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Synopsis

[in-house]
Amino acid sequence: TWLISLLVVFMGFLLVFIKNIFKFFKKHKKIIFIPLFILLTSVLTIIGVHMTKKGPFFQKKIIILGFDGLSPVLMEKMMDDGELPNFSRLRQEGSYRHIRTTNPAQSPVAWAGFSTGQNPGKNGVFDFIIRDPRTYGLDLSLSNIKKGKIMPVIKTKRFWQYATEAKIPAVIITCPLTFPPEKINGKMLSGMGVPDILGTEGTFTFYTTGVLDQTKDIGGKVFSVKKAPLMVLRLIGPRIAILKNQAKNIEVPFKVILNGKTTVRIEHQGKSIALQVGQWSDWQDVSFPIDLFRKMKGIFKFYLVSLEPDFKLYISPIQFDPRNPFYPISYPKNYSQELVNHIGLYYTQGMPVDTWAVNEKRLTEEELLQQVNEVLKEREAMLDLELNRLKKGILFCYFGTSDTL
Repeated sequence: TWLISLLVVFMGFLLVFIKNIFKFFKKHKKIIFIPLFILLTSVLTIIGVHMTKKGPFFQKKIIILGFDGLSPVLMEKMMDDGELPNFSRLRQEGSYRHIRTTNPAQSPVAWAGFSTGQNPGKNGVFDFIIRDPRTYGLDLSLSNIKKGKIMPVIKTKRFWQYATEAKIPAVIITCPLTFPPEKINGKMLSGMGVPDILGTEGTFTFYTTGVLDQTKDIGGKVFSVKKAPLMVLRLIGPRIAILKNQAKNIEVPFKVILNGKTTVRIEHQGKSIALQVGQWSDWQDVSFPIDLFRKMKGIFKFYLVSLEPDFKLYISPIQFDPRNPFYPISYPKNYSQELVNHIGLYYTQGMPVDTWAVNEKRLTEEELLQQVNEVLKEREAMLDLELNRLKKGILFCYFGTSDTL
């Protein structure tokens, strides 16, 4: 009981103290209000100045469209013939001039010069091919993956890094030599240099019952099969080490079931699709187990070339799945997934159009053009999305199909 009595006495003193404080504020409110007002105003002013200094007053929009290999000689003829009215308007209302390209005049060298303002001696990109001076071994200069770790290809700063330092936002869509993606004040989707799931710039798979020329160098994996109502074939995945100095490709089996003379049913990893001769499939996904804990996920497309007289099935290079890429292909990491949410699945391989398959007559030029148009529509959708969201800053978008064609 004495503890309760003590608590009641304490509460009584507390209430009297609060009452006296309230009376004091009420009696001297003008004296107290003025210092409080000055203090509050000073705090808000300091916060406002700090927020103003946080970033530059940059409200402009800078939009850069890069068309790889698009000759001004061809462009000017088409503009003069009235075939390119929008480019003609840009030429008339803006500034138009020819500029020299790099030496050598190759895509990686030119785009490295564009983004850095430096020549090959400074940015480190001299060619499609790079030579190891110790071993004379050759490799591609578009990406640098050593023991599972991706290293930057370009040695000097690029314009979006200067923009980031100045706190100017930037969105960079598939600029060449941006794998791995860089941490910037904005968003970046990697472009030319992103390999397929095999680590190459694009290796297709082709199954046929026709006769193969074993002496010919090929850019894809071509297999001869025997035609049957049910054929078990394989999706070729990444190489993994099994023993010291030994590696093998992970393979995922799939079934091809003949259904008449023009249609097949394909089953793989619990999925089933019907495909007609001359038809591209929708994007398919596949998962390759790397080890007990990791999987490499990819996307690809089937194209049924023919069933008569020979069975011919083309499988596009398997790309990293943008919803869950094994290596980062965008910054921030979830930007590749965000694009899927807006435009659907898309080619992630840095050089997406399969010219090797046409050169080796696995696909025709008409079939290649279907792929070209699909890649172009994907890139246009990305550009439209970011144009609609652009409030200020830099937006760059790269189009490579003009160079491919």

This book links contemporary debates on land reform with wider discourses on sustainable development within Africa. Featuring chapters and in-depth case studies on South Africa and Zimbabwe, Malawi, Kenya, Botswana and West Africa, it traces the development of ideas about sustainable development and addresses a new agenda based on social justice. The authors critically examine contemporary neoliberal market-led reforms and the legacy of colonialism on the land question. They argue that debates on sustainable development should be placed in the context of structural interests, access and equity, rather than technical management of land and resources. Additionally, they show that these structural factors cannot be transformed by institutional reform based on notions of elective democracy, community participation, and market-reform, but require a far more radical programme to redress the injustices of the colonial system that continue today. The book advocates a commitment to building sustainable livelihoods for farmers, calling for a redistribution of land and natural resources to challenge existing economic relations and frameworks for development.

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